The small community of Anmoore, West Virginia, sprang up out of the Appalachian wilderness in 1904 when an Ohio-based chemical company opened a manufacturing plant just outside the city of Clarksburg, and migrants seeking work settled nearby. They found jobs, but the work was filthy. By the late 1960s the chemical corporation Union Carbide had taken over the plant, and fly ash and particulate matter had settled on everything in town. “Bits of debris, some of it as large as butterfly wings, gather in drifts on Anmoore’s dead lawns,” recorded the essayist, novelist, and erstwhile speechwriter Charles McCarry. The pollution, laced with silica and lead, killed plants, blackened houses, ate the paint off cars, and infiltrated the lungs of the residents.
The omnipresent soot and ash (and smell) decimated home values in Anmoore, making it difficult for people to sell their houses and leave. Meanwhile, Union Carbide paid a pittance in taxes, trapping the municipal budget at just $19,000. Anmoore’s children trudged to school (a building that at the time had been condemned for almost thirty years but was still in use) along steep dirt roads, which during the wet months were an unholy slurry of mud and sewage. There were no parks, no playgrounds, no sewers, no health clinic.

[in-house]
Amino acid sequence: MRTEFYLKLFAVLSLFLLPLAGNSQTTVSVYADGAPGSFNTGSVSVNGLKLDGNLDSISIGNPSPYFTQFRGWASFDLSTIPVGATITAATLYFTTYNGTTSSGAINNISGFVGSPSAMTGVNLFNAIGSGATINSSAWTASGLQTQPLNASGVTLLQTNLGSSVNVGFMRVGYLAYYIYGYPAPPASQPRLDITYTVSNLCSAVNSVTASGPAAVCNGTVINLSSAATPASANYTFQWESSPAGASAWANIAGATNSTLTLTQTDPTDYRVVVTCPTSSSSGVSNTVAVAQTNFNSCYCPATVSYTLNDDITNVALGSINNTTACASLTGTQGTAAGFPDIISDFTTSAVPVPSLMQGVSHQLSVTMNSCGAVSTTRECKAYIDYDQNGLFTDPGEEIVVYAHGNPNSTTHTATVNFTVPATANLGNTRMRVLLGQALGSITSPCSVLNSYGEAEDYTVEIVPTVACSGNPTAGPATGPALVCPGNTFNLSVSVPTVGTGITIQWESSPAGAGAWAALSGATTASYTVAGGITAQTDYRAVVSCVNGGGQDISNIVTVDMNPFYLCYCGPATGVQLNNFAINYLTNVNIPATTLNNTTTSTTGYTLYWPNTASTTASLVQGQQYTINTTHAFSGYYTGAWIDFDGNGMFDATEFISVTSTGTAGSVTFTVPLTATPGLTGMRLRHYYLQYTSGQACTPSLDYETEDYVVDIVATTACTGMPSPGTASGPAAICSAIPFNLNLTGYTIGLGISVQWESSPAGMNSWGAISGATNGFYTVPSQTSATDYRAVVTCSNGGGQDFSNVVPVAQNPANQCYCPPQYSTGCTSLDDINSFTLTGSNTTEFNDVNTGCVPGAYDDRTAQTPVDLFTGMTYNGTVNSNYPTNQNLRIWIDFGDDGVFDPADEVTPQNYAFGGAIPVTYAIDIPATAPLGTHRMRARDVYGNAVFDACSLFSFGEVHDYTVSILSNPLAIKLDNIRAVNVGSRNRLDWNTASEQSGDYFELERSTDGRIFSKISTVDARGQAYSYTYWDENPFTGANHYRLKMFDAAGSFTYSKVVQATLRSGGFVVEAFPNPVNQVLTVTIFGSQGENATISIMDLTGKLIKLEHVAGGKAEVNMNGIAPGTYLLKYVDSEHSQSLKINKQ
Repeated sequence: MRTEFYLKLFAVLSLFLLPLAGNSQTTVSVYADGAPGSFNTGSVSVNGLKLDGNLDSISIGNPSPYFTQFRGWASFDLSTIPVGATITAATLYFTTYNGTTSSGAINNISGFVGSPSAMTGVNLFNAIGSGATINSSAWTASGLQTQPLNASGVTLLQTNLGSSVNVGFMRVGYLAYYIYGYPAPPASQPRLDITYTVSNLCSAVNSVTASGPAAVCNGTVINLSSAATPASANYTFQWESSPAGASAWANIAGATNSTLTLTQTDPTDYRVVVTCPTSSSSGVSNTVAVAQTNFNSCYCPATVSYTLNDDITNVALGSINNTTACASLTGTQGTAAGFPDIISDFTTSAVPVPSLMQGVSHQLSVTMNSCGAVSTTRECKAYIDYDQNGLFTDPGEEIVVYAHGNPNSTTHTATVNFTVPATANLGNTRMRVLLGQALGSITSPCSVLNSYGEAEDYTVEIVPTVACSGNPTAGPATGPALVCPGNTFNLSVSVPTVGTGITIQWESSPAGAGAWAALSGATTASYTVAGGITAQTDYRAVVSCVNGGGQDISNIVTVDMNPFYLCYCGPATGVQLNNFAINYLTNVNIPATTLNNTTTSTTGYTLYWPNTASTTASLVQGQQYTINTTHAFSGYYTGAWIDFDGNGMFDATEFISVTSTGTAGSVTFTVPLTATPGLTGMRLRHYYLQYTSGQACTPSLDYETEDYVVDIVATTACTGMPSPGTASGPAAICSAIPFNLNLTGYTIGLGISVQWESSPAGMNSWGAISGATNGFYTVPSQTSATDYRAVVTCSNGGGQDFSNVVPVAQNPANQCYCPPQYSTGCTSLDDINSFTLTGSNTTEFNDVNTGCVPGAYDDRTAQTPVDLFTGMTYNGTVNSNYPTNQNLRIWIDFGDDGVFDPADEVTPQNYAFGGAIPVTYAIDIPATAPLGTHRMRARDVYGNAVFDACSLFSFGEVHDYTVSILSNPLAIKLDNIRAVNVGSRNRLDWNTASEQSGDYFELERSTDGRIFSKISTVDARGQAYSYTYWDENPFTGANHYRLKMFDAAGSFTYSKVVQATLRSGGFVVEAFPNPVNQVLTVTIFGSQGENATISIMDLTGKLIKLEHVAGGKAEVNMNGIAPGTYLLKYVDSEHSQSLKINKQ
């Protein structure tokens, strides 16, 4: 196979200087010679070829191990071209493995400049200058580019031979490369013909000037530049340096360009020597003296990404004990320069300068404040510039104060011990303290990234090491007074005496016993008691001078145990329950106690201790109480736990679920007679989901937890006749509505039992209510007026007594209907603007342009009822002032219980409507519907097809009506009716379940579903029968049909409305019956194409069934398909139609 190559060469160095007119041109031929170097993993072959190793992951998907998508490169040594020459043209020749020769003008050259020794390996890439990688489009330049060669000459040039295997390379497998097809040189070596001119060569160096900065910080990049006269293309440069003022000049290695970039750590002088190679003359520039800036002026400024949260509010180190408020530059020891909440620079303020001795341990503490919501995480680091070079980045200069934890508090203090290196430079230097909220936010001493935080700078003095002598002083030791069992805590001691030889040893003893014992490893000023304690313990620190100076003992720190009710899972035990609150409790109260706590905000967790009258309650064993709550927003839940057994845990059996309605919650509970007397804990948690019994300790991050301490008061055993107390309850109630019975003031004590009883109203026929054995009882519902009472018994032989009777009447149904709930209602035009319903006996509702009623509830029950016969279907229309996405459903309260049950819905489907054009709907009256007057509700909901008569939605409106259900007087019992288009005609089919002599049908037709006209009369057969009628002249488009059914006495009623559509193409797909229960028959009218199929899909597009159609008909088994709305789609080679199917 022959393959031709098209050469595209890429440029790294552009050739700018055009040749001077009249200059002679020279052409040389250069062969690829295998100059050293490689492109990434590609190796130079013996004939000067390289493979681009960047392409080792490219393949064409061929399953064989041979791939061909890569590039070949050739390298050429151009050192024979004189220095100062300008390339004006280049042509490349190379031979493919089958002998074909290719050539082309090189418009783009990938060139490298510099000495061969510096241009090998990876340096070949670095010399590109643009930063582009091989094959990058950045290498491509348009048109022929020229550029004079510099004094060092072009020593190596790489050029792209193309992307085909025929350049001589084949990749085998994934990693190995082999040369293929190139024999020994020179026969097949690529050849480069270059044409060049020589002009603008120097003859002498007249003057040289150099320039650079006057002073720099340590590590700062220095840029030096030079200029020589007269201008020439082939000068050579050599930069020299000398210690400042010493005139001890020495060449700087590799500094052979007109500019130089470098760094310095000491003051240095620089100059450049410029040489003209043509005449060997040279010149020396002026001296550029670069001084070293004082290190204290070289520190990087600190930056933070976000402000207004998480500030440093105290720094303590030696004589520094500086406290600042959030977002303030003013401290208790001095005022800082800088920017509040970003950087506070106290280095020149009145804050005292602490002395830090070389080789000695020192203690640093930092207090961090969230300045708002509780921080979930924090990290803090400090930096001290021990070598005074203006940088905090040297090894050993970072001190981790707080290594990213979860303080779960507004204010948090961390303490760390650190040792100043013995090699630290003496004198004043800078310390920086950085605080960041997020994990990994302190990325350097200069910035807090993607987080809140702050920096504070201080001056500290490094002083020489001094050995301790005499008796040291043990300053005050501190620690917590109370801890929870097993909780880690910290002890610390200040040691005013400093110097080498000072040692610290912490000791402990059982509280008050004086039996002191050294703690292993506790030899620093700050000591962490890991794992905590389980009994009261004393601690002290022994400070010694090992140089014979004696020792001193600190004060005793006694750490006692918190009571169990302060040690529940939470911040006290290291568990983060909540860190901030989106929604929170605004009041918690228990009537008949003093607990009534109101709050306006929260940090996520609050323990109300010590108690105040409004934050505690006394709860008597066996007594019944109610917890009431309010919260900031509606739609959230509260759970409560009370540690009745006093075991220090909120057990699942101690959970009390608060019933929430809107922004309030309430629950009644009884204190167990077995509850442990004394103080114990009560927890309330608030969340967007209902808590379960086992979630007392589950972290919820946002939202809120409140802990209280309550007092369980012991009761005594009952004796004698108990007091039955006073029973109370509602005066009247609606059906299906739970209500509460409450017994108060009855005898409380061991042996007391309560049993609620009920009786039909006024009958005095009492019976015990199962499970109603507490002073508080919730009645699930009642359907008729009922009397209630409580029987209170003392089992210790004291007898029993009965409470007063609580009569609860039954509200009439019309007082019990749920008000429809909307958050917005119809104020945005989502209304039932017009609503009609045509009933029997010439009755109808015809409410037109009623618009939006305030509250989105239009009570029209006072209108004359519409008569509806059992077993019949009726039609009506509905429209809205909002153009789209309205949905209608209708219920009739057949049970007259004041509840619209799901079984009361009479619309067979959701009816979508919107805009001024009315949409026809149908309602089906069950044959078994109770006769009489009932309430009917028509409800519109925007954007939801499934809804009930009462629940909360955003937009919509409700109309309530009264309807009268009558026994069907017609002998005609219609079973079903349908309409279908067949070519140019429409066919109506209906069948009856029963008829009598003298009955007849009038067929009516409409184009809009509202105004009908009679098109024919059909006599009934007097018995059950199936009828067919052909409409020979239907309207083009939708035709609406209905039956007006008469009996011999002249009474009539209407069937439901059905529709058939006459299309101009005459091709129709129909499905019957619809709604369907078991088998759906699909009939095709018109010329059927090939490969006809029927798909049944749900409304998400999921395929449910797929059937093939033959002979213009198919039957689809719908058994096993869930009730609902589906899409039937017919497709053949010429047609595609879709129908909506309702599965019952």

Early in 1968 two Anmoore residents decided they’d had enough. Enraged by a rosy Union Carbide advertisement, Dale and Leonise Hagedorn wrote a sarcastic letter to the company, asking that it “lend credence to your slogan ‘The Discovery Company’ by discovering a way of relieving the people of Anmoore of this unsightly, depressing, and unhealthy black fog.” After receiving only a perfunctory reply, they started writing a series of open letters to their fellow citizens, seeking “to motivate everyone concerned to explore all possibilities in finding a solution to the appalling air pollution problem under which we exist.” The letters struck a nerve. Outrage grew in Anmoore. The national press arrived in town. Eventually, in 1970, the Hagedorns and some fifty of their neighbors decided to sue Carbide, claiming that the “rain of pollutants” belched by the company’s smokestacks “violates their Constitutional right to a decent environment.”
This was a bold move, but the Hagedorns were among a number of activists who in the late 1960s and early 1970s brought a slew of suits in federal court, seeking to stop pollution on the basis of environmental rights that were, they claimed, inherent in the Constitution. As the Hagedorns told their neighbors, they wanted to vindicate “the right to air that we and our children can breathe without fear.” Their lawyer, meanwhile, told the press that a victory in court could “set a national precedent.” Other activists tried to pass state or federal laws and even constitutional amendments to unequivocally establish these rights.